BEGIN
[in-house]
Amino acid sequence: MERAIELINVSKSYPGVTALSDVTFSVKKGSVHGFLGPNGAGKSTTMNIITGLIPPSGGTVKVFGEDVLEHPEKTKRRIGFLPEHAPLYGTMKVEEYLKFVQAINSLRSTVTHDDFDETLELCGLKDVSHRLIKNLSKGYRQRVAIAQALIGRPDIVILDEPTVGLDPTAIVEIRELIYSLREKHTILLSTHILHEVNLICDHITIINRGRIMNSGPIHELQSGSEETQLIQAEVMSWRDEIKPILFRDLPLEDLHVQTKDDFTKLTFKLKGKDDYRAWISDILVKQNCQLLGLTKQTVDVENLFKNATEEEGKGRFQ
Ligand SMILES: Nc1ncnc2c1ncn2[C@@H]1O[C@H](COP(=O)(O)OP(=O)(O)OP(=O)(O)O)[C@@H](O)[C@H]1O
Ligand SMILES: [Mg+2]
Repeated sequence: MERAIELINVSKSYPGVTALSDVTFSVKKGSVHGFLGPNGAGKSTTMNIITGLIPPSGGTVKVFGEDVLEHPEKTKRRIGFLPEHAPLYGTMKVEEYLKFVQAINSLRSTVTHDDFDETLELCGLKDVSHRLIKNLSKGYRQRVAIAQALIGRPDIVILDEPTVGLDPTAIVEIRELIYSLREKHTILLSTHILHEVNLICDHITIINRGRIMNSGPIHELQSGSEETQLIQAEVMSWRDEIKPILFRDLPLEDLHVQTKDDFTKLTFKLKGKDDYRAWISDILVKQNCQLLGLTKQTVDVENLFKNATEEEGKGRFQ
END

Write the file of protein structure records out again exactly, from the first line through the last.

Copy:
[in-house]
Amino acid sequence: MERAIELINVSKSYPGVTALSDVTFSVKKGSVHGFLGPNGAGKSTTMNIITGLIPPSGGTVKVFGEDVLEHPEKTKRRIGFLPEHAPLYGTMKVEEYLKFVQAINSLRSTVTHDDFDETLELCGLKDVSHRLIKNLSKGYRQRVAIAQALIGRPDIVILDEPTVGLDPTAIVEIRELIYSLREKHTILLSTHILHEVNLICDHITIINRGRIMNSGPIHELQSGSEETQLIQAEVMSWRDEIKPILFRDLPLEDLHVQTKDDFTKLTFKLKGKDDYRAWISDILVKQNCQLLGLTKQTVDVENLFKNATEEEGKGRFQ
Ligand SMILES: Nc1ncnc2c1ncn2[C@@H]1O[C@H](COP(=O)(O)OP(=O)(O)OP(=O)(O)O)[C@@H](O)[C@H]1O
Ligand SMILES: [Mg+2]
Repeated sequence: MERAIELINVSKSYPGVTALSDVTFSVKKGSVHGFLGPNGAGKSTTMNIITGLIPPSGGTVKVFGEDVLEHPEKTKRRIGFLPEHAPLYGTMKVEEYLKFVQAINSLRSTVTHDDFDETLELCGLKDVSHRLIKNLSKGYRQRVAIAQALIGRPDIVILDEPTVGLDPTAIVEIRELIYSLREKHTILLSTHILHEVNLICDHITIINRGRIMNSGPIHELQSGSEETQLIQAEVMSWRDEIKPILFRDLPLEDLHVQTKDDFTKLTFKLKGKDDYRAWISDILVKQNCQLLGLTKQTVDVENLFKNATEEEGKGRFQ